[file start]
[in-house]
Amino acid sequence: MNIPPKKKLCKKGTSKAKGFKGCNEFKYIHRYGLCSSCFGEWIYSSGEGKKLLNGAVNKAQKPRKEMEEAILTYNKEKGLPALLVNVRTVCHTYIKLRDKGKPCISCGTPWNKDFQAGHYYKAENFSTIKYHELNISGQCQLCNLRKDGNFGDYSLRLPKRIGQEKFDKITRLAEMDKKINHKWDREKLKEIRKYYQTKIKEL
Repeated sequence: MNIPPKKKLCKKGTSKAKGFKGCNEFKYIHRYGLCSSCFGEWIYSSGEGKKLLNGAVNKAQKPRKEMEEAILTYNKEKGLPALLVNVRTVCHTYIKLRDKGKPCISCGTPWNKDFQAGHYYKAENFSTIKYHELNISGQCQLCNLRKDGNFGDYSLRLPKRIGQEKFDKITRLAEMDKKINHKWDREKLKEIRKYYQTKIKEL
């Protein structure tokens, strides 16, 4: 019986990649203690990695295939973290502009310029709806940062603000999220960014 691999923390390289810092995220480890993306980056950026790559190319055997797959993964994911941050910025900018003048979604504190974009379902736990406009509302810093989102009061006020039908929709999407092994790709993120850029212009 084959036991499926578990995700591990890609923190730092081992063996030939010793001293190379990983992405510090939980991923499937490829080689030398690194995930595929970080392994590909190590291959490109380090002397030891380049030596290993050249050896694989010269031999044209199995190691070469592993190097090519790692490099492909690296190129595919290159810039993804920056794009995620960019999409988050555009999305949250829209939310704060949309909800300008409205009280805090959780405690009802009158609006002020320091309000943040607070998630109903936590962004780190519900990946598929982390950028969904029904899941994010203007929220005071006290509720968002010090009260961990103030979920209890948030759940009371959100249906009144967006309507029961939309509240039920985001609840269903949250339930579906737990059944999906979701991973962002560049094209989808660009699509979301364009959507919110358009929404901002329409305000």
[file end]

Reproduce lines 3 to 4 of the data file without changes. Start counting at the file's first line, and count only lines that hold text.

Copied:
Repeated sequence: MNIPPKKKLCKKGTSKAKGFKGCNEFKYIHRYGLCSSCFGEWIYSSGEGKKLLNGAVNKAQKPRKEMEEAILTYNKEKGLPALLVNVRTVCHTYIKLRDKGKPCISCGTPWNKDFQAGHYYKAENFSTIKYHELNISGQCQLCNLRKDGNFGDYSLRLPKRIGQEKFDKITRLAEMDKKINHKWDREKLKEIRKYYQTKIKEL
């Protein structure tokens, strides 16, 4: 019986990649203690990695295939973290502009310029709806940062603000999220960014 691999923390390289810092995220480890993306980056950026790559190319055997797959993964994911941050910025900018003048979604504190974009379902736990406009509302810093989102009061006020039908929709999407092994790709993120850029212009 084959036991499926578990995700591990890609923190730092081992063996030939010793001293190379990983992405510090939980991923499937490829080689030398690194995930595929970080392994590909190590291959490109380090002397030891380049030596290993050249050896694989010269031999044209199995190691070469592993190097090519790692490099492909690296190129595919290159810039993804920056794009995620960019999409988050555009999305949250829209939310704060949309909800300008409205009280805090959780405690009802009158609006002020320091309000943040607070998630109903936590962004780190519900990946598929982390950028969904029904899941994010203007929220005071006290509720968002010090009260961990103030979920209890948030759940009371959100249906009144967006309507029961939309509240039920985001609840269903949250339930579906737990059944999906979701991973962002560049094209989808660009699509979301364009959507919110358009929404901002329409305000």